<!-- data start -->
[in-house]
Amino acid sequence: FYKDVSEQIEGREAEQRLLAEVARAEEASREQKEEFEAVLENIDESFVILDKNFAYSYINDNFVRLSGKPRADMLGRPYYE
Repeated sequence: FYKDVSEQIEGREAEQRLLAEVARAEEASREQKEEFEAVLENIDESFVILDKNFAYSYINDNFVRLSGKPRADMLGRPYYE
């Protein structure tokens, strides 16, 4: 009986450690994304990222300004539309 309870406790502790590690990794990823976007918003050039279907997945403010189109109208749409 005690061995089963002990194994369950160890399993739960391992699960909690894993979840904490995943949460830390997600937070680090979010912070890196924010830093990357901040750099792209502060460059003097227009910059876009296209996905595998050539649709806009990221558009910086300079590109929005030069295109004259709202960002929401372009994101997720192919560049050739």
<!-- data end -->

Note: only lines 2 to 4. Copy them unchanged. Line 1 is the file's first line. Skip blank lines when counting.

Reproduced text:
Amino acid sequence: FYKDVSEQIEGREAEQRLLAEVARAEEASREQKEEFEAVLENIDESFVILDKNFAYSYINDNFVRLSGKPRADMLGRPYYE
Repeated sequence: FYKDVSEQIEGREAEQRLLAEVARAEEASREQKEEFEAVLENIDESFVILDKNFAYSYINDNFVRLSGKPRADMLGRPYYE
């Protein structure tokens, strides 16, 4: 009986450690994304990222300004539309 309870406790502790590690990794990823976007918003050039279907997945403010189109109208749409 005690061995089963002990194994369950160890399993739960391992699960909690894993979840904490995943949460830390997600937070680090979010912070890196924010830093990357901040750099792209502060460059003097227009910059876009296209996905595998050539649709806009990221558009910086300079590109929005030069295109004259709202960002929401372009994101997720192919560049050739």